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'Cocktail' Helps Adult Stem Cells Thrive in Lab

Discovery could aid bone marrow transplants, gene therapy, researchers say

MONDAY, Jan. 23, 2006 (HealthDay News) -- Scientists have discovered a "cocktail" of growth factors that expands the number of stem cells they can grow in the laboratory at least 10 times beyond what anyone has been able to do before.

The technique, if replicated in humans, could greatly enhance the effectiveness of bone marrow transplants, and may even help refine gene therapy, the researchers said.

Their findings appear in the Jan. 22 online issue of Nature Medicine.

"This is a tremendous finding for the field," said Bruce A. Bunnell, an associate professor of pharmacology at the Center for Gene Therapy at Tulane University Health Sciences Center in New Orleans. "This is a significant advancement that can probably go into use right away."

Tulane's gene therapy center is the only National Institutes of Health-sponsored organization to distribute adult stem cells to other academic researchers around the world.

"It's important work, clearly, because it demonstrates continuing research to increase expansion of adult stem cells," added Paul Sanberg, director of the University of South Florida Center for Aging and Brain Repair in Tampa. "It's an efficiency question."

Stem cells from bone marrow or cord blood (from the umbilical cord and placenta) are used to treat patients with certain blood diseases, including some cancers. The problem has been collecting enough stem cells for the treatments.

"The practical problem is for a lot of bone marrow transplants you need more stem cells than you can get," explained senior study author Harvey Lodish, a member of the Whitehead Institute for Biomedical Research in Cambridge, Mass. "It's a numbers game."

"One of the major issues for hematopoietic [stem cells which go on to form blood cells] and bone marrow transplantation has been the inability to get sufficient numbers of cells because they just don't want to grow in the laboratory," Bunnell added. "In general, we get maybe a two- to five-fold expansion, and for most patients and most transplants you need many more cells. The ability to generate many more cells would more than likely significantly enhance the efficiency at which engraftment occurs. The ability to go from five-fold to 30-fold is a tremendous advancement."

Researchers have been on a quest to find better ways to use adult stem cells, largely because they are free of the ethical baggage surrounding embryonic stem cells.

Here, researchers found, in mice, a group of cells separate from stem cells that seemed to exert an effect on stem cells, helping them multiply.

How did these "support cells" do it?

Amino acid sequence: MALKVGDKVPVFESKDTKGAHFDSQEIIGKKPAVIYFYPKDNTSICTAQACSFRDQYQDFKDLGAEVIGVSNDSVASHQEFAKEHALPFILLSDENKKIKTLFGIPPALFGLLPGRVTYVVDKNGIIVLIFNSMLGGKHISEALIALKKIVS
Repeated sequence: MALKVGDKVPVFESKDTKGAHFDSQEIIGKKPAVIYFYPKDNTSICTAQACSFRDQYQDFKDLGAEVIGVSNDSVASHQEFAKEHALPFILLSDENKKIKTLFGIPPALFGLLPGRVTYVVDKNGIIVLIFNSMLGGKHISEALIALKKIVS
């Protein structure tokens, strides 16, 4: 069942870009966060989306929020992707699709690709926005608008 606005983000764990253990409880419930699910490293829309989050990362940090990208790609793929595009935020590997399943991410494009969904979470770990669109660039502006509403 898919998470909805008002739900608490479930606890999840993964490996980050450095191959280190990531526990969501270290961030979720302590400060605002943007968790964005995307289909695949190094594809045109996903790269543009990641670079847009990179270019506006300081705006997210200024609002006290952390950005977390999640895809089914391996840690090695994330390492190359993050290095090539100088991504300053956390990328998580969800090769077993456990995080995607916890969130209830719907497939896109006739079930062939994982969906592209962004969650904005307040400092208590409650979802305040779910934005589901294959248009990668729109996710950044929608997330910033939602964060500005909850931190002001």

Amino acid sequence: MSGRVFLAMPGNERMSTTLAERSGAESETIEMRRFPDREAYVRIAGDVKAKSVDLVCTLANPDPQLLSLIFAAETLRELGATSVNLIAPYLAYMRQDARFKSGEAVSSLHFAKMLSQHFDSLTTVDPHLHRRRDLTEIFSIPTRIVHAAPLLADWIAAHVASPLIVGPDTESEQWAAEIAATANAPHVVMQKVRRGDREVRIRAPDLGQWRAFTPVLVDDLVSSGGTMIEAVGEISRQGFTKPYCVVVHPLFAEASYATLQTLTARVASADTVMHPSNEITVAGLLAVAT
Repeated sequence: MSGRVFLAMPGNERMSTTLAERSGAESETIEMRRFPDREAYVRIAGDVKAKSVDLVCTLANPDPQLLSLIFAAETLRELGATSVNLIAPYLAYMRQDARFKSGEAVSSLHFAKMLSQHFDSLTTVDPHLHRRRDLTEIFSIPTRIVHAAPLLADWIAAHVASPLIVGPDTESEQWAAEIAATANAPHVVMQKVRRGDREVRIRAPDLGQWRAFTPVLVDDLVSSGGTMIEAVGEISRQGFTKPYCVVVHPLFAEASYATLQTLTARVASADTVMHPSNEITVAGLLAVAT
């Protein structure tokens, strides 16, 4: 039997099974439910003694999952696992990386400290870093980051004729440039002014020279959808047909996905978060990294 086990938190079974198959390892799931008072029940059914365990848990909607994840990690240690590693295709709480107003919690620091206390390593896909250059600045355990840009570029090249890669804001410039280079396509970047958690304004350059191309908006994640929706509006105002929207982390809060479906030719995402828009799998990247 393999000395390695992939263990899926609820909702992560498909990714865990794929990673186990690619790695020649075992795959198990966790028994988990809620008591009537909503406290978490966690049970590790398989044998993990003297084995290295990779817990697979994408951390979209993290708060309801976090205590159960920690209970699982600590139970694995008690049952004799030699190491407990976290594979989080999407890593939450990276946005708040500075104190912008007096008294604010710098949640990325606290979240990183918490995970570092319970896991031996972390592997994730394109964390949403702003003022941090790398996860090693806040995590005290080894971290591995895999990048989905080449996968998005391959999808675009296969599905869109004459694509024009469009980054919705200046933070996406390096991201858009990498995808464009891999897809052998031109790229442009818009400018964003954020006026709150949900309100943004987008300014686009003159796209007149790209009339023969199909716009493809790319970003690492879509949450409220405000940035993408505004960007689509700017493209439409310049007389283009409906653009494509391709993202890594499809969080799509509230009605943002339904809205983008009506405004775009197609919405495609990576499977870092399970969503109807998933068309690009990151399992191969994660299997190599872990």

Chengcheng Zhang, lead author of the paper and a postdoctoral researcher in Lodish's lab, was able to show that these cells had specific genes that were activated and encoded for growth factor proteins. One such growth factor, IGF-2, had already been discovered. IGF-2 contributed to an eight-fold growth in stem cells.

Zhang and Lodish were assisted in this experiment by Kathleen Xie, then a 16-year-old high-school student. Xie, now 17, is attending MIT as a freshman.

Now, Zhang, Xie and the other authors can add two more growth factors to the roster: Angiopoietin-like 2 and -3. When these were combined with IGF-2 and added to hematopoietic stem cells, the growth was 30-fold.

Lodish's lab is in the process of testing the findings in human cells. "There are some immediate experiments to see if we can use the same cocktails of growth factors to expand cord blood cells or human stem cells," Lodish said.

The work has several potential applications. One is to increase the efficiency of existing bone marrow transplants. "This would increase the chance of getting a good transplant," Lodish said.

Another relates to gene therapy. Currently, a healthy version of a gene is introduced into a group of the patient's stem cells via a virus. The stem cells, now with the correct version of the gene, are re-administered to the patient. With this method, however, scientists can't control where the virus ends up and, in several cases, the virus activated cancer-causing genes. For this reason, the researchers said, the U.S. Food and Drug Administration is not currently approving any gene therapy clinical trials.

But the new discovery might enable scientists to multiply the patient's stem cells in the lab, and run tests to see if the virus ends up in the right place. The bad cells could then be thrown away, and the good ones re-administered to the patient.

"Right now, the techniques for gene therapy are kind of brute force. You put the gene in and hope it goes into the right place. There's no selection," Lodish said. "What we would like to do is put the gene into stem cells, grow them and watch them to be as sure as one can be that we've got the right gene into the right cells and nothing untoward has happened."

The new findings also holds implications for basic science. "We want to understand how stem cells make this decision to differentiate or stay stem cells," Lodish explained. "What signals do they get? These are big questions, difficult questions, and we need to answer them. These are hard questions, but slowly we'll get the ability to answer them."

More information

The National Institutes of Health has more on stem cells.

SOURCES: Harvey Lodish, Ph.D., D.Sc., member, Whitehead Institute for Biomedical Research, Cambridge, Mass.; Paul Sanberg, Ph.D., D.Sc., distinguished professor, neurosurgery, and director, University of South Florida Center for Aging and Brain Repair, Tampa; Bruce A. Bunnell, Ph.D., associate professor, pharmacology, Center for Gene Therapy, Tulane University Health Sciences Center, New Orleans; Jan. 22, 2006, Nature Medicine online
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